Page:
Is your solar PV system an asset or a liability?


Astonishingly one in three solar PV systems we examine have serious defects.  The root cause of this startling statistic can be tracked back to the drastic changes made to feed-in tariffs by the Government over the last 4 or 5 years. This created “feast and famine” cycles which has meant that even the good installers have often rushed installations and then not re-checked or inspected them later to make sure they are installed correctly and that all the required documentation is in place. In addition to this there are of course the less scrupulous, albeit MCS accredited, installers who viewed the solar PV market as a opportunity to make short term profits and have sought to maximise those profits often at the customers’ expense by cutting corners to reduce design and installation time and by sourcing cheaper and inevitably less reliable key components  (panels, inverters, roof mounting kits). Those same installers are now no longer around to pick up the pieces having successfully completed their solar PV “smash and grab raid” and moved on to the next “big thing” in a fresh company leaving all their liabilities behind. Storm damage is also a factor but is less of an issue in our experience.


The consequences of this firstly are a significant number of installed solar PV systems are not producing the financial and environmental benefits that the customers were expecting when they made their decision to invest in solar PV. Secondly, in many cases, the absence of key documentation including equipment warranties and testing certificates may expose customers unnecessarily to the financial consequences of key component failure and even invalidate insurance policies. Finally, in more extreme cases, the solar PV system may actually expose the unsuspecting customer to health & safety and even fire risks.

To make sure your solar PV system is the asset you wanted and not the liability you didn’t know you had we recommend the following:-

  1. If you are considering installing solar PV then choose an experienced and accredited installer whose core business is solar PV and not some fly by night opportunistic enterprise whose core business is, say, carpet laying, but has got hold of some cheap panels and is looking for a quick profit but is likely to leave your roof looking like a colander in the process;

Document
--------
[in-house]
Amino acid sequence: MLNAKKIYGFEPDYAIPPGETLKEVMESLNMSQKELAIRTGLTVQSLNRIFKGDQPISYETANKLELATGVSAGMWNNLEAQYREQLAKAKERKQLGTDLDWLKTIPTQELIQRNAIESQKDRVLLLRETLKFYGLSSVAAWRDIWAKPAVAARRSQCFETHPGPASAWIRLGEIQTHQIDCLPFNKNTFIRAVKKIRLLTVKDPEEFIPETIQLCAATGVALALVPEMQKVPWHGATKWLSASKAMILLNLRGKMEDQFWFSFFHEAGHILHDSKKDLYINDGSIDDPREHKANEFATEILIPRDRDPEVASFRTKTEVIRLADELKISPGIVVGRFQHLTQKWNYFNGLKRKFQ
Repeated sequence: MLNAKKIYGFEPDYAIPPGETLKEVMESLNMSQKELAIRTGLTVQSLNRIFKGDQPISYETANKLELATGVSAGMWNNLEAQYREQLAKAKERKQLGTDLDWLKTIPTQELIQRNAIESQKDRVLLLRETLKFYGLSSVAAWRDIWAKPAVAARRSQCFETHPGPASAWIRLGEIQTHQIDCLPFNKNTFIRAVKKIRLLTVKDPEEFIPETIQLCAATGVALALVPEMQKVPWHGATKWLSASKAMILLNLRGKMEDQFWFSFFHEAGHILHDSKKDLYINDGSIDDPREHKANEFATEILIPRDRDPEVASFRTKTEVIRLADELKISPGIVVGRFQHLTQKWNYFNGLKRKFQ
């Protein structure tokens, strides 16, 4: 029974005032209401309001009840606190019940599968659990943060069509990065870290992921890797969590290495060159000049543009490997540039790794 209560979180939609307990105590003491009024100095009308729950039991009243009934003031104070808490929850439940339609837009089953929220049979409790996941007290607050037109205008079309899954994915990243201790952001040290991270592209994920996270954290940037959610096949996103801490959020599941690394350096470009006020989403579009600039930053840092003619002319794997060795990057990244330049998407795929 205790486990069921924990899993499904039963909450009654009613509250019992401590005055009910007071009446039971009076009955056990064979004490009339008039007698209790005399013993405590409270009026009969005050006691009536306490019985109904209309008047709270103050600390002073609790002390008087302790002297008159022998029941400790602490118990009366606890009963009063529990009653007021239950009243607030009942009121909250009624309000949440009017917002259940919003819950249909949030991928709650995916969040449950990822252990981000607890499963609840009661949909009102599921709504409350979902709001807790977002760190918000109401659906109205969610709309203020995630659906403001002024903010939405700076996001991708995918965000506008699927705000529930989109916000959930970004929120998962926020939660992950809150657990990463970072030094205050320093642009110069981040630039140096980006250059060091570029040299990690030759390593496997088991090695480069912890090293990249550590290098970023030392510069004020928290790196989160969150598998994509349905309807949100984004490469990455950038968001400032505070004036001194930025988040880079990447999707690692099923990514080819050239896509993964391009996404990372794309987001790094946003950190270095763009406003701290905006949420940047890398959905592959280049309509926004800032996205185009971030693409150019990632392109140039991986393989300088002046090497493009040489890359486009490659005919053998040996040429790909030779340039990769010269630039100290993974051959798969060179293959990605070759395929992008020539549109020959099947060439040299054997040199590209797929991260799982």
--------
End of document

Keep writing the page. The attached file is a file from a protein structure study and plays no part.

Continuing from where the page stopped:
1. If you already have an existing solar PV installation then get it inspected immediately by a qualified and accredited solar PV technician. This inspection should cover as a minimum the following:-
  • Visual inspection of the array
  • Voltage testing of system “strings”
  • Irradiation tests
  • Electrical connections
  • Documentation check
  1. Monitor the output of your system constantly as any unexpected or non-weather related changes may indicate a problem. It’s not enough to check the meter readings once a quarter to do the feed-in tariff claim. In the summer months for example failing to spot a problem could lead to 50% of the annual benefits being lost in a matter of months. There are meters you can retro fit that allow for remote monitoring by you or by a third party provider on your behalf so this doesn’t become a burden;
  1. Solar PV is not the “fit and forget” technology that many “unscrupulous” installers made it out to be so to achieve maximum performance maintenance is essential. This maintenance should be carried out by someone with the appropriate equipment, experience and qualifications and as a minimum should cover the following:-
  • Check for dust build up on inverter fans and remove if necessary;
  • Visual inspection of the panels, looking for cracks, defects, discolouration and leaks;
  • Cleaning panels if required;
  • Identification and addressing areas where trees or vegetation have increased shade levels.


Randall Edwards

Chairman, Egnida Limited

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